• Personal property investor – This is someone who purchases a property with the primary intention of using it as a long-term rental property or private residence. If this person undertakes renovations and then sells the property earlier than originally planned, then they should still generally be able to argue that the sale is dealt with on capital account, which means that the main residence exemption and/or Capital Gains Tax (CGT) discount could apply.
  • Isolated profit-making undertaking – This is someone who buys a property with the primary intention of carrying out renovations and then selling the property when the work is completed. Someone in this category is likely to be taxed on revenue account with no access to the main residence exemption or CGT discount.
  • Business of renovating properties – this is someone who undertakes property-flipping activities on a regular or repetitive basis and where the activities are organised in a business-like manner. As with the category above, there is generally no access to the main residence exemption or CGT discount.

Just because owners live in the property for all or part of the ownership period does not automatically mean that the profits from sale are exempt from tax. The main residence exemption can only reduce capital gains; it cannot reduce amounts that are taxed on revenue account.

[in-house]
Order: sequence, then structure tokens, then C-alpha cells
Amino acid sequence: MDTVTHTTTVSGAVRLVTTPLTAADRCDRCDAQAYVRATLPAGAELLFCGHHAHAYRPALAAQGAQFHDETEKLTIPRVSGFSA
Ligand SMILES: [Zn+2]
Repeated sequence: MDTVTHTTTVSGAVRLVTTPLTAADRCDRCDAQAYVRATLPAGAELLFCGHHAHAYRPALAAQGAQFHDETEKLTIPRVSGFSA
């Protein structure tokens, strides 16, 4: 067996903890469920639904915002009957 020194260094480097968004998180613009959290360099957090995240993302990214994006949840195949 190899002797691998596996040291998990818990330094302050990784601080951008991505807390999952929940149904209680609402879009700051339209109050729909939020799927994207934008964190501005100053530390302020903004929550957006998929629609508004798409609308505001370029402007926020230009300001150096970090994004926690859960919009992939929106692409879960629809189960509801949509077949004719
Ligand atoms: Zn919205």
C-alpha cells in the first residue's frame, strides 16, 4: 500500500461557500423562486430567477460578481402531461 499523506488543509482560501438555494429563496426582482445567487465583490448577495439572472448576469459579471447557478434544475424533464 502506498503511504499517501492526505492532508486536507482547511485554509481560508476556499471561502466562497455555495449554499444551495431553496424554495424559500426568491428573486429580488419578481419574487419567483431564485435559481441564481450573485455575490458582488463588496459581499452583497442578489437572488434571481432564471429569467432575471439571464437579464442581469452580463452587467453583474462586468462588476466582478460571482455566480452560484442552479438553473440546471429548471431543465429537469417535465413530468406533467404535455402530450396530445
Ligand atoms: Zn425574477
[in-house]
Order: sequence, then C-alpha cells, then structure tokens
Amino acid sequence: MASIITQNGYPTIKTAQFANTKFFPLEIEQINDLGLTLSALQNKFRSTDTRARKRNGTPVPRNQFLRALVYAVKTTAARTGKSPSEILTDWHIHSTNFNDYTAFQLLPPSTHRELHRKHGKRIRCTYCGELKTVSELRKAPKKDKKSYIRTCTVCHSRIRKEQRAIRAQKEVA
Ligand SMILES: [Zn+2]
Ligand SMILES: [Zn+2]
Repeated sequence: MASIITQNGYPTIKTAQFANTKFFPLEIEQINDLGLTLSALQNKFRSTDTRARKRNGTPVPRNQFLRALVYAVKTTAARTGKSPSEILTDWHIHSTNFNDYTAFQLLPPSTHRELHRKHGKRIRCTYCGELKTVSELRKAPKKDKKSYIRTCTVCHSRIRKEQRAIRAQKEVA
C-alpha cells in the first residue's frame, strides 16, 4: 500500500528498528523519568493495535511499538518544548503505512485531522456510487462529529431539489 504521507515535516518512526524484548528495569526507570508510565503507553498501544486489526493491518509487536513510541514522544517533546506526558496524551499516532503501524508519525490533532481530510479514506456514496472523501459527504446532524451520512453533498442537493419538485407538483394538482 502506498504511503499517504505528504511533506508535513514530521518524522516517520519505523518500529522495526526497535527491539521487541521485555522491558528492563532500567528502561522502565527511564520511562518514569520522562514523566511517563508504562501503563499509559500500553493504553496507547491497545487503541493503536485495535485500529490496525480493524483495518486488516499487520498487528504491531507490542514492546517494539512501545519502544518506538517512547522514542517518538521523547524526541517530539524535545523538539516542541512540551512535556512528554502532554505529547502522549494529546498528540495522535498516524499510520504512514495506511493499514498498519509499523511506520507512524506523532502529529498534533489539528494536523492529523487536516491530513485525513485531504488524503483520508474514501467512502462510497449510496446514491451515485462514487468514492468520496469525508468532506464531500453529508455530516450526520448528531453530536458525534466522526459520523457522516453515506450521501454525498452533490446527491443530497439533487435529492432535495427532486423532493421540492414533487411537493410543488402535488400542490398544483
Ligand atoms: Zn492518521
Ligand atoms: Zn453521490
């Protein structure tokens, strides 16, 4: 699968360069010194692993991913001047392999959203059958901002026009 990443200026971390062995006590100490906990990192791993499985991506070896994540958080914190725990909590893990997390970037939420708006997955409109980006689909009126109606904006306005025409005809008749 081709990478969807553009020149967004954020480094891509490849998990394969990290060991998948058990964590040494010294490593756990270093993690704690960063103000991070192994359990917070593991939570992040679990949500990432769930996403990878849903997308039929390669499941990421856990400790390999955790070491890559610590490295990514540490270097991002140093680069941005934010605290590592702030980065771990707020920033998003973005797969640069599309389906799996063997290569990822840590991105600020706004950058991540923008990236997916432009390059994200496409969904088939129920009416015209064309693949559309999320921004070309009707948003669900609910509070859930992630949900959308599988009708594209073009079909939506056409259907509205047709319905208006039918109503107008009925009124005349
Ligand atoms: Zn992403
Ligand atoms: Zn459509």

What is the Main Residence Exemption?

Generally, taxpayers do not pay CGT on the sale of a private home. A full exemption should be available if the following conditions are met:

  • The owner is an individual who is selling a dwelling or an ownership interest in a dwelling;
  • The dwelling has been their home for the entire ownership period;
  • The dwelling has not been used to produce assessable income (i.e., rented out); and
  • The dwelling is situated on land that is 2 hectares or less.

In some situations, it is possible to apply a full exemption even if the owner has not lived in the property for the entire ownership period or where the property has been rented out for a period of time. However, the rules can be complex and need to be analysed in detail to confirm the position.

If a full exemption is not available, it may still be possible to apply a partial exemption. The general 50% CGT discount can also be applied if you have owned the dwelling for more than 12 months (subject to your residency status).

Non-Residents and Temporary Residents May No Longer Eligible

Earlier this year the Government announced that non-residents and temporary residents would no longer able to access the main residence exemption (existing properties held prior to 9 May 2017 will be able to access the exemption until 30 June 2019). However, these proposed changes are not yet law and the final version of the new rules are yet to be released.